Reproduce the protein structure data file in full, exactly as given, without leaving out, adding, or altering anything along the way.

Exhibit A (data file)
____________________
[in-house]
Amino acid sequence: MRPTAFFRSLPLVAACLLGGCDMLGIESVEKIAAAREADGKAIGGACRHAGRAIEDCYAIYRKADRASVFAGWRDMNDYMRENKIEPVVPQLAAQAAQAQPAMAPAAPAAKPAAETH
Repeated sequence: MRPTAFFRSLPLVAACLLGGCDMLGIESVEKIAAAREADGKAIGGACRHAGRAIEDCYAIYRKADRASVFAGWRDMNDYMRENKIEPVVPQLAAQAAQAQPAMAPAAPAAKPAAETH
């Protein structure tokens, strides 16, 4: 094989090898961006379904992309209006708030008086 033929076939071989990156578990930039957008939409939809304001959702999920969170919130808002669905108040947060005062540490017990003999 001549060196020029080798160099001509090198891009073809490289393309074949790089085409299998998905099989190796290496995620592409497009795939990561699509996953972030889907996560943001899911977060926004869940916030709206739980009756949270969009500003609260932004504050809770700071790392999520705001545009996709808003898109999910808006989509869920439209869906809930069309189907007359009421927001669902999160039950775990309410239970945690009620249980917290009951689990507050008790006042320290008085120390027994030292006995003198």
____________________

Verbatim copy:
[in-house]
Amino acid sequence: MRPTAFFRSLPLVAACLLGGCDMLGIESVEKIAAAREADGKAIGGACRHAGRAIEDCYAIYRKADRASVFAGWRDMNDYMRENKIEPVVPQLAAQAAQAQPAMAPAAPAAKPAAETH
Repeated sequence: MRPTAFFRSLPLVAACLLGGCDMLGIESVEKIAAAREADGKAIGGACRHAGRAIEDCYAIYRKADRASVFAGWRDMNDYMRENKIEPVVPQLAAQAAQAQPAMAPAAPAAKPAAETH
């Protein structure tokens, strides 16, 4: 094989090898961006379904992309209006708030008086 033929076939071989990156578990930039957008939409939809304001959702999920969170919130808002669905108040947060005062540490017990003999 001549060196020029080798160099001509090198891009073809490289393309074949790089085409299998998905099989190796290496995620592409497009795939990561699509996953972030889907996560943001899911977060926004869940916030709206739980009756949270969009500003609260932004504050809770700071790392999520705001545009996709808003898109999910808006989509869920439209869906809930069309189907007359009421927001669902999160039950775990309410239970945690009620249980917290009951689990507050008790006042320290008085120390027994030292006995003198």